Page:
Mittwoch, den 11. August 2010   

kant’s murderer at the door: is there a right to lie?

I was asked on Facebook:

Starting with the Categorical Imperative as the basic of ethics, would Kant not be wrong about the murderer at the door?


The question is: Is there a right to lie whenever I think I am or someone else is in danger. The answer is: No, because anyone could think that I could think I was in danger anytime. So this was a problem to accepting contracts, because anyone could rightfully say to be in danger and therefore rightfully lie. Keeping contracts is according to Kant a demandment of practical reason. So you have to trust that others act according to that demandment. According to the Categorical Imperative, a right to lie can’t be a universal law. Seen it that way Kant’s not wrong about the murderer at the door.

But in the „murderer at the door“ situation, it is someone else in danger, not yourself (for example you are in Nazi Germany and you are hiding a Jew and the SS comes, should you lie about hiding a jew or tell them the truth). Is lying to save someone else wrong? I know Kant would say yes, but I am wondering if his suggestion that we should not fails his own categorical imperative. Isn’t it a universal law to protect innocent people?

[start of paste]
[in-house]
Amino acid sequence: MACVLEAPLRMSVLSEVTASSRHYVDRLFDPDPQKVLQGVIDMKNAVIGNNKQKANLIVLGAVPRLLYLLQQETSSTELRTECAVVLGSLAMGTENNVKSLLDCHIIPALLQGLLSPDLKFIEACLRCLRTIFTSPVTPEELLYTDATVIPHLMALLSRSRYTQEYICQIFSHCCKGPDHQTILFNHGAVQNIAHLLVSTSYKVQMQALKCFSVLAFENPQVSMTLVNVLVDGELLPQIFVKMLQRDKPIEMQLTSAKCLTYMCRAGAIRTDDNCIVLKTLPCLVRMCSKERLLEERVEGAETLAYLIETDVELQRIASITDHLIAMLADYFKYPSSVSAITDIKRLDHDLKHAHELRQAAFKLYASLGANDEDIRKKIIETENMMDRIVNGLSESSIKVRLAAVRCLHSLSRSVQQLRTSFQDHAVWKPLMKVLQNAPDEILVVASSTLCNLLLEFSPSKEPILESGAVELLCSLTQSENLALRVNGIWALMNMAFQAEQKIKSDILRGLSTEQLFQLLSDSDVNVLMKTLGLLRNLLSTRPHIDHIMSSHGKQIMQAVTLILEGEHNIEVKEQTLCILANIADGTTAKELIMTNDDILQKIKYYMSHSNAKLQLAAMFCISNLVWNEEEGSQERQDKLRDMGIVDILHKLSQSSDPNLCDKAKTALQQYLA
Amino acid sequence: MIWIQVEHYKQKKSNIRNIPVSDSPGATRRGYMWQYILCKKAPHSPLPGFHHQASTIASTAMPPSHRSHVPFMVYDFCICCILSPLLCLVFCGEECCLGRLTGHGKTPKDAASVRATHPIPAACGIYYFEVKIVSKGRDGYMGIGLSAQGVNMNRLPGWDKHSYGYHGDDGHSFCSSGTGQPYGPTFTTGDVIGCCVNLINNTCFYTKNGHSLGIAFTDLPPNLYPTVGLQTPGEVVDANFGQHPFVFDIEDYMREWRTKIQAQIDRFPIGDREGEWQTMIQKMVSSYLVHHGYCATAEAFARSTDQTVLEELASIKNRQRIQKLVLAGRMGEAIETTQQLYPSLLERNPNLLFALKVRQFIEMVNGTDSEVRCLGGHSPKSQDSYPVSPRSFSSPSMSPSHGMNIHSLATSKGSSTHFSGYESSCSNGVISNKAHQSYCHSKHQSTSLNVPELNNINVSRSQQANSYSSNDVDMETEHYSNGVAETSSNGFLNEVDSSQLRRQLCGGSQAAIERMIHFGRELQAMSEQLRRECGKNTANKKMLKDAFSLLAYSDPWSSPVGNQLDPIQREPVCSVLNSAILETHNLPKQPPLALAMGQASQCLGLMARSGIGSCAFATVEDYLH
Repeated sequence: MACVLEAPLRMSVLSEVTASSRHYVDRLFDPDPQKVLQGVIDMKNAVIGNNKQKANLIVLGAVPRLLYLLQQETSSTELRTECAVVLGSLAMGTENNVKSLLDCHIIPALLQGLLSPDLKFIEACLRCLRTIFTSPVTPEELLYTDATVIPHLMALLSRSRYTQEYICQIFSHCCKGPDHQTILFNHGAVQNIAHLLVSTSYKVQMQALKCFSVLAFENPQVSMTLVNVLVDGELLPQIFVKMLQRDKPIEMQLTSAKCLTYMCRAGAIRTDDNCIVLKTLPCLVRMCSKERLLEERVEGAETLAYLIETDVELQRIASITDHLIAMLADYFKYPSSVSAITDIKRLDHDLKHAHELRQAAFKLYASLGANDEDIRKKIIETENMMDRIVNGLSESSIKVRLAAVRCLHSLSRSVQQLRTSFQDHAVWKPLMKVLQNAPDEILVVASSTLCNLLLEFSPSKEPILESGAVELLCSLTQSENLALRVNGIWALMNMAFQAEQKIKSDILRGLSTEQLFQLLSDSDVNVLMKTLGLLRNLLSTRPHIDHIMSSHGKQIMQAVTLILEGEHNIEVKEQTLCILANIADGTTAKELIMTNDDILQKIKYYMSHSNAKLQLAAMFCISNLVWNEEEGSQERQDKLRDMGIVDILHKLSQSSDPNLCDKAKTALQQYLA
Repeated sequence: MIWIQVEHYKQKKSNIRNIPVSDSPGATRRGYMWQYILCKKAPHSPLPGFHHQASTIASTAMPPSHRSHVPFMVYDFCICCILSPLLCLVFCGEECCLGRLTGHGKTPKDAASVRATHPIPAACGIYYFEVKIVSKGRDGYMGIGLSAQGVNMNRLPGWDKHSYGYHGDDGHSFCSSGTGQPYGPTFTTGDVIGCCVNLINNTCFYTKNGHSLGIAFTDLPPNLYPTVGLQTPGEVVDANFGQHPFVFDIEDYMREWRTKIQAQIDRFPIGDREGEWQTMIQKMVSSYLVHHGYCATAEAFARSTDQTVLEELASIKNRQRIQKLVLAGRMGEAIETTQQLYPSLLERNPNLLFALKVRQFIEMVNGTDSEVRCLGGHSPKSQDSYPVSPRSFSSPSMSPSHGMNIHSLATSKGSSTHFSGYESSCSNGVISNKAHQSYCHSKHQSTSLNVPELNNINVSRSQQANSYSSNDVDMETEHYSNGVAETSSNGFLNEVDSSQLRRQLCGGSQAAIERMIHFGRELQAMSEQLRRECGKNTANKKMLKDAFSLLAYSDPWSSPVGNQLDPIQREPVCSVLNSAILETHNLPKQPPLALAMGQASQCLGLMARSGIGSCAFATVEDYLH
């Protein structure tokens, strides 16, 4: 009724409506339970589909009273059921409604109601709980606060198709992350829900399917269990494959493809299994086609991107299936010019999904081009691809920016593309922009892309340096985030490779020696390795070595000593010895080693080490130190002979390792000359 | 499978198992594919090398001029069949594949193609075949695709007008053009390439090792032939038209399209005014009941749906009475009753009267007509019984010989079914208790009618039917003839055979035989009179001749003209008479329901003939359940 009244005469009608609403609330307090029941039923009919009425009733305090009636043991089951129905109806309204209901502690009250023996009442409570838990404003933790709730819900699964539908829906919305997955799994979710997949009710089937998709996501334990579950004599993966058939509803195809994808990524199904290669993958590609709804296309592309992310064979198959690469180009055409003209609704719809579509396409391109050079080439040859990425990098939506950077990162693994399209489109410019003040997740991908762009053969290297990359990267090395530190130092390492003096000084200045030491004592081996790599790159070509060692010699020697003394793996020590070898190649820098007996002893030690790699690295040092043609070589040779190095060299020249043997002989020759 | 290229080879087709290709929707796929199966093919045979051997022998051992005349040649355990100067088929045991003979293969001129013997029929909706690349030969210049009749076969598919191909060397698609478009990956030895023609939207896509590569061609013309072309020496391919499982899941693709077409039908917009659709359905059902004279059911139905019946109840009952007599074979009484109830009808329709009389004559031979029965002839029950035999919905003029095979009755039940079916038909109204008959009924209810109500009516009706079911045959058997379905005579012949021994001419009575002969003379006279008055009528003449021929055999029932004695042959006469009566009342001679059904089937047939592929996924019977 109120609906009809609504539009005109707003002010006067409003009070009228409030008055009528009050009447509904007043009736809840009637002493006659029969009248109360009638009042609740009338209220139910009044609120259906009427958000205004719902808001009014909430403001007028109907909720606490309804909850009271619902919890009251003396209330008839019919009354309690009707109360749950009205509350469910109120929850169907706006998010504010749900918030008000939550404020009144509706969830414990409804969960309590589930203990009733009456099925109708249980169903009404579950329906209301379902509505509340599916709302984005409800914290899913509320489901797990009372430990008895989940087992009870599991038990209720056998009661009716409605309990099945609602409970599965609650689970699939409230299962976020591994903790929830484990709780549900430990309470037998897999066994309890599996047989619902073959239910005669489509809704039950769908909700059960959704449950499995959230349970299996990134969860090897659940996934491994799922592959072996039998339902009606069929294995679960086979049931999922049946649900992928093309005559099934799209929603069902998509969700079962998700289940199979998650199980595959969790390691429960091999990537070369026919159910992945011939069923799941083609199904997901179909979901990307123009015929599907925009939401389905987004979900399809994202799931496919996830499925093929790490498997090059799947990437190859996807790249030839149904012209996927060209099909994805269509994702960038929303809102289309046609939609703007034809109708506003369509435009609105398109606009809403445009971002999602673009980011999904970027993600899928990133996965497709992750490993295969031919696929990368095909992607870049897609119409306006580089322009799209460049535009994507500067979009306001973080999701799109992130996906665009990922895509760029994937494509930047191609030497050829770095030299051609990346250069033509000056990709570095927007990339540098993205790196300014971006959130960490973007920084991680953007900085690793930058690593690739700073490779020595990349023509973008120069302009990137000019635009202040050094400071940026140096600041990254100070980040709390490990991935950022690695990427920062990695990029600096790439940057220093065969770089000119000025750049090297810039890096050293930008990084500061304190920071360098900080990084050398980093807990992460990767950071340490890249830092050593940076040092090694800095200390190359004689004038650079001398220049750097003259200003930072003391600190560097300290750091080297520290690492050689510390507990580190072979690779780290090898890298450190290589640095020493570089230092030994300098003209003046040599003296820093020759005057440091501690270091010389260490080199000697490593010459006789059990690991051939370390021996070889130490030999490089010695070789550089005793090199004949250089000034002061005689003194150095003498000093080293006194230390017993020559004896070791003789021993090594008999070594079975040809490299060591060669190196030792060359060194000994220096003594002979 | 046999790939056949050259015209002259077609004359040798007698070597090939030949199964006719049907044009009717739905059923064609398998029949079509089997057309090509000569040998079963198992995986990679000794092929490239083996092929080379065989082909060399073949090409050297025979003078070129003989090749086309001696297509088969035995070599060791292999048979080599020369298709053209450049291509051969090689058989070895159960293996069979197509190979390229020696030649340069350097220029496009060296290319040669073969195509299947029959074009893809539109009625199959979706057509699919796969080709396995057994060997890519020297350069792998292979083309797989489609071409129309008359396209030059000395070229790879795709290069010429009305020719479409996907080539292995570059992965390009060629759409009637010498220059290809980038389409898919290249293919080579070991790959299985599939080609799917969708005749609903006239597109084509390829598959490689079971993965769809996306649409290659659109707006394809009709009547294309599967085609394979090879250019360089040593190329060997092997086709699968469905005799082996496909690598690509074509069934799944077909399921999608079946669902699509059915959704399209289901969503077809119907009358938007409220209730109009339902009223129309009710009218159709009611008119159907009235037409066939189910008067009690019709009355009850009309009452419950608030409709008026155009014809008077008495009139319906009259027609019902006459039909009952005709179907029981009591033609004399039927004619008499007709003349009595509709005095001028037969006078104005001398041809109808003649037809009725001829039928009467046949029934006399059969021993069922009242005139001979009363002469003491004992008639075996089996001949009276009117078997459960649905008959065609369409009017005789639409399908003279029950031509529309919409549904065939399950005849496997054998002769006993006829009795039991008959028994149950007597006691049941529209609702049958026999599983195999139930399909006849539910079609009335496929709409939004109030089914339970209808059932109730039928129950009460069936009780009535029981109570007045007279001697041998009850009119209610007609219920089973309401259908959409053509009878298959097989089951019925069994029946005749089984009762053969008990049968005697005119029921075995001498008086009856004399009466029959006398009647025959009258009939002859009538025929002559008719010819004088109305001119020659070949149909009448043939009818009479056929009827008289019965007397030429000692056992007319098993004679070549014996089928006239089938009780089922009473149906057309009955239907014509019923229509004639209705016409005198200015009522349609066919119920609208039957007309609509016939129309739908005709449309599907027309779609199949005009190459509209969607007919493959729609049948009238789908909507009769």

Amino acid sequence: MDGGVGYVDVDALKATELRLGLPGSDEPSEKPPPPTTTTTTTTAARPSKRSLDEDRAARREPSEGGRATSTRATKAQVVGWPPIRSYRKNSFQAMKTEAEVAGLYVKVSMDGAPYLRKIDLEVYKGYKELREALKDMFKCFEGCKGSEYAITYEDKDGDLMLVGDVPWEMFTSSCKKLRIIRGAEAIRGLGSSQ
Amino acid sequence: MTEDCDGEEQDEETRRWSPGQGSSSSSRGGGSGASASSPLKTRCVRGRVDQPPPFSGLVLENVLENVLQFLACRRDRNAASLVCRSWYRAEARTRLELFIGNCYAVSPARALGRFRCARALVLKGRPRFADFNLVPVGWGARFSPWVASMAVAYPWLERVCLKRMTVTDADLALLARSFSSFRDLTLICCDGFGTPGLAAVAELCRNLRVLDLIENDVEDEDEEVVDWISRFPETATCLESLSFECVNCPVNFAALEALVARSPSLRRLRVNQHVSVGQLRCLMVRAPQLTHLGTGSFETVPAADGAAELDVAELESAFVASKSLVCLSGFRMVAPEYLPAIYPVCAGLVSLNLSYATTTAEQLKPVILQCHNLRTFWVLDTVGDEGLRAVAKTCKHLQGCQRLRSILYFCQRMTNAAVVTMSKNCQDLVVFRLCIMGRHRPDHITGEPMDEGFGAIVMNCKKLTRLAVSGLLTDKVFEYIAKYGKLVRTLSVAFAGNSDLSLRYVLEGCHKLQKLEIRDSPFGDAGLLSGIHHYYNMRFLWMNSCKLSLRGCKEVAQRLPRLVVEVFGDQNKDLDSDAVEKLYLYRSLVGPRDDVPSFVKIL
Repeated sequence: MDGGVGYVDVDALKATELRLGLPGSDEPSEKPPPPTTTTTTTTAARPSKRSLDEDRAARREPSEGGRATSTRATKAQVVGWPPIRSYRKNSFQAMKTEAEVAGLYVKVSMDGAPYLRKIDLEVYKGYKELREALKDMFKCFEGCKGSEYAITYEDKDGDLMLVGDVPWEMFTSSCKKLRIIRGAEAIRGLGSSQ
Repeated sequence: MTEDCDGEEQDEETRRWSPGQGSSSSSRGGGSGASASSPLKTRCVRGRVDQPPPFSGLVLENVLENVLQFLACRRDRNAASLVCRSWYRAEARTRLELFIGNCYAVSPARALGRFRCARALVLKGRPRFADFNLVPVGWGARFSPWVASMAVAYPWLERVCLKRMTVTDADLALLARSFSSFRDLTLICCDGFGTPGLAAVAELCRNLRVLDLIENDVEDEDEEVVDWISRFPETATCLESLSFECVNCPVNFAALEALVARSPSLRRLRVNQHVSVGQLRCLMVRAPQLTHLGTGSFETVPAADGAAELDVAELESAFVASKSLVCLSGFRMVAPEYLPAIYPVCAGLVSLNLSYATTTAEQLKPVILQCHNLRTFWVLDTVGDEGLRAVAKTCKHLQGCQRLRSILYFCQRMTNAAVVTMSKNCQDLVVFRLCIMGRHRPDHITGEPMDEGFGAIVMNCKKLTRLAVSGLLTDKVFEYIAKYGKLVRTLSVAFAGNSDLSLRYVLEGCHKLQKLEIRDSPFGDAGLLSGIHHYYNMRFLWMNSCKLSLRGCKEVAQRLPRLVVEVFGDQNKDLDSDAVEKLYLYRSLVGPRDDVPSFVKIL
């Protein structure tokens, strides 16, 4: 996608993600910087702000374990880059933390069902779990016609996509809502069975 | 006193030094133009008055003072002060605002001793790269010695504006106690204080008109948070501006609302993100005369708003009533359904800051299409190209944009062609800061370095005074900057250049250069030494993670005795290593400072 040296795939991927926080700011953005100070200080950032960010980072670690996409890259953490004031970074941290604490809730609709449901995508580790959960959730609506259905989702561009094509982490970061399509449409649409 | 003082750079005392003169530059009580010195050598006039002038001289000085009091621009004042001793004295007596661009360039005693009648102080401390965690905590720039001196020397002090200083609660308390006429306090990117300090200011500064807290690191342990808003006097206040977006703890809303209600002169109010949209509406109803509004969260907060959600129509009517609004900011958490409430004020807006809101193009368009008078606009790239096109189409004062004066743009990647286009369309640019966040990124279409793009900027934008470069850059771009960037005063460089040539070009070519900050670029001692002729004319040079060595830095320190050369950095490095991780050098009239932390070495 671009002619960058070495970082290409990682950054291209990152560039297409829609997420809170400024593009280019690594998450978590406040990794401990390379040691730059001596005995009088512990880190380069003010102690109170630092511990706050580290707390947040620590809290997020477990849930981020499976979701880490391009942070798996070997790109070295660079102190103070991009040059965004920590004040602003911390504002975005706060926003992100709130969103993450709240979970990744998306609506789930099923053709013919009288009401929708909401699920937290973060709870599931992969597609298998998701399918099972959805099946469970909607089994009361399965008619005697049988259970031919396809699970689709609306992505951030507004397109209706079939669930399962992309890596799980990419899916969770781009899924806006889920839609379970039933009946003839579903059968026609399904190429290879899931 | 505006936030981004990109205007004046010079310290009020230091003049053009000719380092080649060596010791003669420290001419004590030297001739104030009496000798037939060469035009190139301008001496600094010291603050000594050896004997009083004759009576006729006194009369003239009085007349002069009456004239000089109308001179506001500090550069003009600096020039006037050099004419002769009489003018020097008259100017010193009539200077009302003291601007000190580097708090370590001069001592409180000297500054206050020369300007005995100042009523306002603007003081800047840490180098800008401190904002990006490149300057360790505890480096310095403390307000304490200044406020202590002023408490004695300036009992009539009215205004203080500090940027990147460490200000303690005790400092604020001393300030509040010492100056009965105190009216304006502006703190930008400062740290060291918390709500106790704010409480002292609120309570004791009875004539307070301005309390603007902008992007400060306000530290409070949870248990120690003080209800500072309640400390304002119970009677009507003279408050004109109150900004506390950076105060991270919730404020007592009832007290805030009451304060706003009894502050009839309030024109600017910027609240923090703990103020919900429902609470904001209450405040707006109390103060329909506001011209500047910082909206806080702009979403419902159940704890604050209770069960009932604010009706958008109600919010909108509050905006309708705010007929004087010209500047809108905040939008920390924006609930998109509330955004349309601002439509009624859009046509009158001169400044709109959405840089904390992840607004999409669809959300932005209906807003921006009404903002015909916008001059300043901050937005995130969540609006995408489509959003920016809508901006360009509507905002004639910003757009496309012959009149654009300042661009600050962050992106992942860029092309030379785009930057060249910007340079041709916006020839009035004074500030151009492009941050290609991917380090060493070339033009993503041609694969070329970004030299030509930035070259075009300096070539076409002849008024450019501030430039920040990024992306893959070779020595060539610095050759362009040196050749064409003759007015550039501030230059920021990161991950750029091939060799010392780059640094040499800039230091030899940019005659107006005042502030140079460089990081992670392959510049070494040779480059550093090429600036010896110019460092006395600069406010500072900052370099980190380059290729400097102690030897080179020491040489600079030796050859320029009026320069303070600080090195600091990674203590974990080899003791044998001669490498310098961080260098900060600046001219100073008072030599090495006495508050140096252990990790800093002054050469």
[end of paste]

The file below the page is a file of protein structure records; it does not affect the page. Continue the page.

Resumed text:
It’s not the question if it’s wrong, it’s the question if its rightful. In a state of law lying intended to save someone wouldn’t be rightful to Kant, because it would eliminate formating contracts, just like I said it before.

But Kant wouldn’t call Nazi Germany a state of law. I think he wrote somewhere that he thought such a state wouldn’t be possible at all. According to Kant Nazi Germany was intrinsically a state of war. It was fatal that the Germans didn’t get that.

There could be a universal law to protext innocent people but within a state of law it couldn’t include a right to lie or an emergency law (Notrecht). I guess there can be situations in a state of war where you can’t act according to what you think is a rightful action. But that wouldn’t be a situation that philosophy can solve.

I guess that may bethe problem with deontological ethics. There are some situations that it just doesn’t apply.


I dont think this is a problem with deontological ethics. There are just situations that are not generalizable, which is the ground for philosophy.

Immanuel Kant – Über ein vermeintes Recht aus Menschenliebe zu lügen.

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